“I am overjoyed to meet you, my dear young friends,” he said. “My friend and your friend, the teacher, has told me your history; and I thank our Father in heaven with all my heart, that He has guided me to this island and made me the instrument of saving you.”
We thanked the missionary most heartily, and asked him, in some surprise, how he had succeeded in turning the heart of Tararo in our favour.
“I will tell you that at a more convenient time,” he answered, “meanwhile we must not forget the respect due to the chief. He waits to receive you.”
In the conversation that immediately followed between us and Tararo, the latter said that the light of the Gospel of Jesus Christ had been sent to the island, and that to it we were indebted for our freedom. Moreover, he told us that we were at liberty to depart in our schooner whenever we pleased, and that we should be supplied with as much provision as we required. He concluded by shaking hands with us warmly, and performing the ceremony of rubbing noses.
This was indeed good news to us, and we could hardly find words to express our gratitude to the chief and to the missionary.
“And what of Avatea?” inquired Jack.
The missionary replied by pointing to a group of natives, in the midst of whom the girl stood. Beside her was a tall, strapping fellow, whose noble mien and air of superiority bespoke him a chief of no ordinary kind. “That youth is her lover. He came this very morning in his war-canoe to treat with Tararo for Avatea. He is to be married in a few days, and afterwards returns to his island home with his bride.”
“That’s capital!” said Jack as he stepped up to the savage and gave him a hearty shake of the hand. “I wish you joy, my lad!—And you too, Avatea!”
As Jack spoke, Avatea’s lover took him by the hand and led him to the spot where Tararo and the missionary stood, surrounded by most of the chief men of the tribe. The girl herself followed and stood on his left hand, while her lover stood on his right, and commanding silence, made the following speech, which was translated by the missionary:
“Young friend, you have seen few years, but your head is old. Your heart, also, is large and very brave. I and Avatea are your debtors; and we wish, in the midst of this assembly, to acknowledge our debt, and to say that it is one which we can never repay. You have risked your life for one who was known to you only for a few days. But she was a woman in distress, and that was enough to secure to her the aid of a Christian man. We, who live in these islands of the sea, know that the true Christians always act thus. Their religion is one of love and kindness. We thank God that so many Christians have been sent here: we hope many more will come. Remember that I and Avatea will think of you, and pray for you and your brave comrades, when you are far away.”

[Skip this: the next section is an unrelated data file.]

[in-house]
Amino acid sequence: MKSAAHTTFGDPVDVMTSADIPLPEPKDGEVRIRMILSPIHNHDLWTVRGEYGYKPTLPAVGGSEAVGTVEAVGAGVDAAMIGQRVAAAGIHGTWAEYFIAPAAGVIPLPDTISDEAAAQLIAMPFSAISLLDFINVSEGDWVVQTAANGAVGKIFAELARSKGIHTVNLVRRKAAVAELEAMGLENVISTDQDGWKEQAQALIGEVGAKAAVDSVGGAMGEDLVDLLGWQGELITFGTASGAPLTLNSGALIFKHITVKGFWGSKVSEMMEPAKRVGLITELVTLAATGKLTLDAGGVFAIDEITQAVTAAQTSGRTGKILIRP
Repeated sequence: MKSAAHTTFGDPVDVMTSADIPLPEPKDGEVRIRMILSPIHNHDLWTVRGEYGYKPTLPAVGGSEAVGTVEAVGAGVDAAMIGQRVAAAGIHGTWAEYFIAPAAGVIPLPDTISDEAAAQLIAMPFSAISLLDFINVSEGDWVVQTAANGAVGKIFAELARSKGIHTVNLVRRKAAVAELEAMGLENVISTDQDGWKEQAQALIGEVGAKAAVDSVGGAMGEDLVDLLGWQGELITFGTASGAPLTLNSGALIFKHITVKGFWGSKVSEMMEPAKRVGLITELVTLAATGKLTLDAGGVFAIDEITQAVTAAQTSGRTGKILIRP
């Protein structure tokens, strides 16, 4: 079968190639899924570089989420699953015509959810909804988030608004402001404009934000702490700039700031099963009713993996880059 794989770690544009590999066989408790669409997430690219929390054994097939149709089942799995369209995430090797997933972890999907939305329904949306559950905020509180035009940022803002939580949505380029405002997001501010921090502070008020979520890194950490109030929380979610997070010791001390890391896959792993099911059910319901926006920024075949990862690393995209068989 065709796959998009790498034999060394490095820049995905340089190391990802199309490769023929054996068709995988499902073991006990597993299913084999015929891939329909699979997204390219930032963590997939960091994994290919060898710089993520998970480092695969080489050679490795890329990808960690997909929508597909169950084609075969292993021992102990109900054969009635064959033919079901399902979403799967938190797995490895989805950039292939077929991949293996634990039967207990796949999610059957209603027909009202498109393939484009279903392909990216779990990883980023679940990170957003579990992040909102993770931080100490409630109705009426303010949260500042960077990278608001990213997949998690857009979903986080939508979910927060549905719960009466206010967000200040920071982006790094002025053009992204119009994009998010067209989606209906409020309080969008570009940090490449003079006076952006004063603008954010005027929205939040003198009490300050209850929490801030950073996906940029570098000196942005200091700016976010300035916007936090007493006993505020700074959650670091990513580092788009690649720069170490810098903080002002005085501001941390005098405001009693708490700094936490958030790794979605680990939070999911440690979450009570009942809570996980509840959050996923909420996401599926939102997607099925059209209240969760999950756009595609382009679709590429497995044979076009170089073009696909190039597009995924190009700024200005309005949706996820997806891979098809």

To this kind speech Jack returned a short, sailor-like reply, in which he insisted that he had only done for Avatea what he would have done for any woman under the sun. But Jack’s forte did not lie in speech-making, so he terminated rather abruptly by seizing the chief’s hand and shaking it violently, after which he made a hasty retreat.
“Now, then, Ralph and Peterkin,” said Jack as we mingled with the crowd, “it seems to me that, the object we came here for having been satisfactorily accomplished, we have nothing more to do but get ready for sea as fast as we can, and hurrah for old England!”
“That’s my idea precisely,” said Peterkin, endeavouring to wink; but he had wept so much of late, poor fellow, that he found it difficult. “However, I’m not going away till I see these fellows burn their gods.”
Peterkin had his wish, for in a few minutes afterwards fire was put to the pile, the roaring flames, ascended, and amid the acclamations of the assembled thousands, the false gods of Mango were reduced to ashes!